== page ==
McCartney regularly took the violin-shaped Höfner 500/1 electric bass on stage from 1961 to 1963 until it disappeared just before the band broke up at the end of Beatlemania.
He previously said he “fell in love with it” because its shape looked more symmetrical as he played left-handed.
Ever since, the Help! superstar has been on the hunt for the Höfner.
Though he briefly put it to one side during his time in the band, he picked it up again for recording sessions in London when the group were recording hit Let it Be.
The guitar can also be spotted in Get Back, Peter Jackson’s documentary released in 2021.
Now, Höfner have stepped in to help the musician with his desperate search for the instrument, which is now valued at around at least £10m due to its extensive musical history.
The search has been launched online with the hashtag #tracingthebass inviting people from around the world to help track it down.
Höfner executive Nick Wass told the Sunday Telegraph: “I’ve worked closely with Paul McCartney’s team over the years, and when I’ve met Paul we’ve talked about his first Höfner bass and where it could be today.
“Paul said to me, ‘Heh, because you’re from Höfner, couldn’t you help find my bass?’ And that’s what sparked this great hunt.”
Welcome to The Lost Bass Project - the global search for Paul McCartney's original Höfner bass. Between 1961 and 1969 this bass changed the world. Today it's the Holy Grail of Rock and Roll. Follow the trail. And help trace the bass. Visit https://t.co/4eZFkyULMv @tracingthebass pic.twitter.com/VauQW8G9bB
— TracingTheBass (@TracingTheBass) September 2, 2023
Rumours vary from a thief taking the bass from a closet at Abbey Road to a story that it vanished from the basement of the Beatles’ Savile Row offices.
Mr Wass added that the bass could be valued “more like a Van Gogh or a Picasso than just an instrument”, adding: “This is the bass Paul played in Hamburg, at the Cavern Club, and at Abbey Road.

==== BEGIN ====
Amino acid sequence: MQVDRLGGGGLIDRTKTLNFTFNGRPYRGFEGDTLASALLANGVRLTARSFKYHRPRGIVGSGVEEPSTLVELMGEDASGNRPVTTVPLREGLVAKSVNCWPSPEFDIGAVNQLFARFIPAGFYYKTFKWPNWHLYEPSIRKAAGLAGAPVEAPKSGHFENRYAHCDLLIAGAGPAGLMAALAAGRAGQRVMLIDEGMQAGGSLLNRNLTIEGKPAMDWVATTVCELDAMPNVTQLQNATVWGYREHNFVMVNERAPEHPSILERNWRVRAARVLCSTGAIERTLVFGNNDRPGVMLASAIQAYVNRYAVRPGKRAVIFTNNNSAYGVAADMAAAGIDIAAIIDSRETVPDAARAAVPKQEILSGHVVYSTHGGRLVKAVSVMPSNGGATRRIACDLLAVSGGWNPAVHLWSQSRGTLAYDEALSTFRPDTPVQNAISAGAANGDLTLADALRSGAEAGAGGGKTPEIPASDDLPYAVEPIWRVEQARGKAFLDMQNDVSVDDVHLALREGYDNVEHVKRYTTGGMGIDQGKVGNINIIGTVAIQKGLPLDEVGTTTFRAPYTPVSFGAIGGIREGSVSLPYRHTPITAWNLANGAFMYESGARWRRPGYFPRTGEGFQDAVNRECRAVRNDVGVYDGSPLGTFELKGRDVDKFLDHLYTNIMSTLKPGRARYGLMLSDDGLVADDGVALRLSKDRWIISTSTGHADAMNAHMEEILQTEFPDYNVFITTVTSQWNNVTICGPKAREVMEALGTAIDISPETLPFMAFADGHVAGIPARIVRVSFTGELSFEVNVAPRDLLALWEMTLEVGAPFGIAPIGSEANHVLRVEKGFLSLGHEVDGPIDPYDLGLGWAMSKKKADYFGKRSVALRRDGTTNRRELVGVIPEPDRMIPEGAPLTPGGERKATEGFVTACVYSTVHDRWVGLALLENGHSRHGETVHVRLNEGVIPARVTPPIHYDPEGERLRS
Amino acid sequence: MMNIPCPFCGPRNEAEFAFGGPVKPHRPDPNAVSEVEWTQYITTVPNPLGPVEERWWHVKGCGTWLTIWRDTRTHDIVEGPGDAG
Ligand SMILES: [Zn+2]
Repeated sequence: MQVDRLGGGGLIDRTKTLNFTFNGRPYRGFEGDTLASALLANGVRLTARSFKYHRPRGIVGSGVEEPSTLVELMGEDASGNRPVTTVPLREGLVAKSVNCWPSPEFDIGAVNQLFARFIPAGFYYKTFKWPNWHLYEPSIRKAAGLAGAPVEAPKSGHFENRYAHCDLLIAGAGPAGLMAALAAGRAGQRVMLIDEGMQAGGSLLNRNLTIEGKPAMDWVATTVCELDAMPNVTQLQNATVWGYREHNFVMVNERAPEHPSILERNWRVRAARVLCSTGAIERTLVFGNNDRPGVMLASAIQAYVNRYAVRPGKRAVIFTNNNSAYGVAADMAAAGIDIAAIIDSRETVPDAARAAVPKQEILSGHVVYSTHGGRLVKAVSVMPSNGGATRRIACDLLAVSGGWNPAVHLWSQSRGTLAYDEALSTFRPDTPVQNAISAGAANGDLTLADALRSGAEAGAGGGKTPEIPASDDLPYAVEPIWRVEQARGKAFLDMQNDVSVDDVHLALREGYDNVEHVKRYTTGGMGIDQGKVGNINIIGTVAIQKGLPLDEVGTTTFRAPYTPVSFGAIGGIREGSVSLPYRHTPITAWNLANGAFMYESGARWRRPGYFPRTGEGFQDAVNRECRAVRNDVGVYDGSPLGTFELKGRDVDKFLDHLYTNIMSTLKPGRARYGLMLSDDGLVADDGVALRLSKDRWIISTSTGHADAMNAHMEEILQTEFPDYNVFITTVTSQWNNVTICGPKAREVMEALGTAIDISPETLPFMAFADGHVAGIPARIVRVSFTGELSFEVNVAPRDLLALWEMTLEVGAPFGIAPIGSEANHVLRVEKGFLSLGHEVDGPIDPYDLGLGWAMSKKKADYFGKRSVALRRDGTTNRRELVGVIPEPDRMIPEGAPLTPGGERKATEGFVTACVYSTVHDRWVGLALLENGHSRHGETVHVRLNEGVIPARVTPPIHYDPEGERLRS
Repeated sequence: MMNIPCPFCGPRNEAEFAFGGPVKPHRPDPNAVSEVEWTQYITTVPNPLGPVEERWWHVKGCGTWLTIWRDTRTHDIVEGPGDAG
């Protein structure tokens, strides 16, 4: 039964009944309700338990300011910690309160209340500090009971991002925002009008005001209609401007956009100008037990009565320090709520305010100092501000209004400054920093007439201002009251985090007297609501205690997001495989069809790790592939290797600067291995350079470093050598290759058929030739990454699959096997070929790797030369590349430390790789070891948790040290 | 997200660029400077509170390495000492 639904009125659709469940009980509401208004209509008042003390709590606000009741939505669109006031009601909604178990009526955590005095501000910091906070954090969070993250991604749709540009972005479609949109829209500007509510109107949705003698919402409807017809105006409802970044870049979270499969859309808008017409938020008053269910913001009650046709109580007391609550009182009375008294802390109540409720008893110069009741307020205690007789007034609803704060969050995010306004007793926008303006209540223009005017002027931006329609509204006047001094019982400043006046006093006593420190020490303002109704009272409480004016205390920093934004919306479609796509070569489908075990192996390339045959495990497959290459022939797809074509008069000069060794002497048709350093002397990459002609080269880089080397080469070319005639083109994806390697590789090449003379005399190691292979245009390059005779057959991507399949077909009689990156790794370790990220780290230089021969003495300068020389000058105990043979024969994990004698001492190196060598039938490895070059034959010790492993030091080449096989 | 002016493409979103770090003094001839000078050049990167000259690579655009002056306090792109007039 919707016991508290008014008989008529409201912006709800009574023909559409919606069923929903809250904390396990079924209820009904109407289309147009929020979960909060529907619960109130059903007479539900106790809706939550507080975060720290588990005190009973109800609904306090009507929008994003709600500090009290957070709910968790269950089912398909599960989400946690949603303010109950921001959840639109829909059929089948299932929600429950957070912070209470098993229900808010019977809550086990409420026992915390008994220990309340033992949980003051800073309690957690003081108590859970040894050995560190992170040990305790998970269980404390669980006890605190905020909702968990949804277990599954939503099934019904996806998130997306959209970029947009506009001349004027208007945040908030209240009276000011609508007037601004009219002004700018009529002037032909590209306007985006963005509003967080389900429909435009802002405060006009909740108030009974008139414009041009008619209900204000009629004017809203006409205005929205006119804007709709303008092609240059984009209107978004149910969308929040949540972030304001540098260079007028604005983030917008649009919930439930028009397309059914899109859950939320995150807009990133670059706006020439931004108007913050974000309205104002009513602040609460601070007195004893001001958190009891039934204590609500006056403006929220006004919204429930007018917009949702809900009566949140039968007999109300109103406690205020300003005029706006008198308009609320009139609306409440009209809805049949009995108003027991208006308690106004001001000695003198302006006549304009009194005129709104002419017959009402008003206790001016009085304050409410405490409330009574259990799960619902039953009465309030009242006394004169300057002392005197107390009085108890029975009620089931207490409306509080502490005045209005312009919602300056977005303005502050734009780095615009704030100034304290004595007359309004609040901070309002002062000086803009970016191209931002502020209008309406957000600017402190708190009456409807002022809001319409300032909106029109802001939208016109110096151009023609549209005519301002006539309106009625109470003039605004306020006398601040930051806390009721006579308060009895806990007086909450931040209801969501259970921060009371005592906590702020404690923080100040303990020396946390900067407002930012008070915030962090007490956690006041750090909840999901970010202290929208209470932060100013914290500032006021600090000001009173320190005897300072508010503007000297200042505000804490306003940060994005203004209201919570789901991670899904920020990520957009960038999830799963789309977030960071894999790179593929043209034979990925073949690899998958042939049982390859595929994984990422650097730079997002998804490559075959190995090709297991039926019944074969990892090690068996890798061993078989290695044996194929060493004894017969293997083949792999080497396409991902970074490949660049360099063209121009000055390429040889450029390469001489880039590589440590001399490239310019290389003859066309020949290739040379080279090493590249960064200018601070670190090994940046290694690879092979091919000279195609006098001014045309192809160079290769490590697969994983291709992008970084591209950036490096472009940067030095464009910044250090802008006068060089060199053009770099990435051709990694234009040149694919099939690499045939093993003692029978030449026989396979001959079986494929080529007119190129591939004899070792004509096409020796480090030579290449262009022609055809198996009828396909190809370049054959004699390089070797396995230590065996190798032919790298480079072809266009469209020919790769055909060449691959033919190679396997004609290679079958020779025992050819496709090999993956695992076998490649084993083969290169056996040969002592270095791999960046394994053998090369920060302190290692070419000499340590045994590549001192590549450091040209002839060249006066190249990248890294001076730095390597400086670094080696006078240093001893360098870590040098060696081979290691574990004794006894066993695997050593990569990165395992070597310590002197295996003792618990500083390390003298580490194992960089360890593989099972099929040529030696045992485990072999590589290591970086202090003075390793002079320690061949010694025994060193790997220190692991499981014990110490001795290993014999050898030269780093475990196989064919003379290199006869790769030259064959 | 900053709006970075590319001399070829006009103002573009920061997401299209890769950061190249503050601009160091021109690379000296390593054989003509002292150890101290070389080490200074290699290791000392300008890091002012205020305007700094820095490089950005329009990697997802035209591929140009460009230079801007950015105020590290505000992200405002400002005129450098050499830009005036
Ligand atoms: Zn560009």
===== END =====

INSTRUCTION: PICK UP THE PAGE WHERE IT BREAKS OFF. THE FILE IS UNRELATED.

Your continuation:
“Paul would be so happy, thrilled, if this bass could get back to him.”
Since launching the project yesterday, organiser Scott Jones said on Sunday: “We are dealing with hundreds of emails and we’ve already picked out two (emails) in particular, because we know it instantly marries up with something that was known before.
“We didn’t expect to get necessarily thousands of super-hot leads instantly … what I’m anticipating is that people who know something will probably just sort of reflect on what they know and then come forward at some point.”
When asked about the details of the leads, the 56-year-old said he could not give an individual’s name, who has been mentioned by “different people”, but they had connections to the UK and America.
Mr Jones, a journalist who investigated the death of The Rolling Stones guitarist Brian Jones, added: “The name (has) cropped up a few times now, because it’s disconnected and it’s coming from a range of sources. Obviously, things like that stand out.
“It’s all still possible but it’s a much stronger feeling you’ve got about a piece of evidence like that if it’s being effectively supported by totally independent and unconnected people.”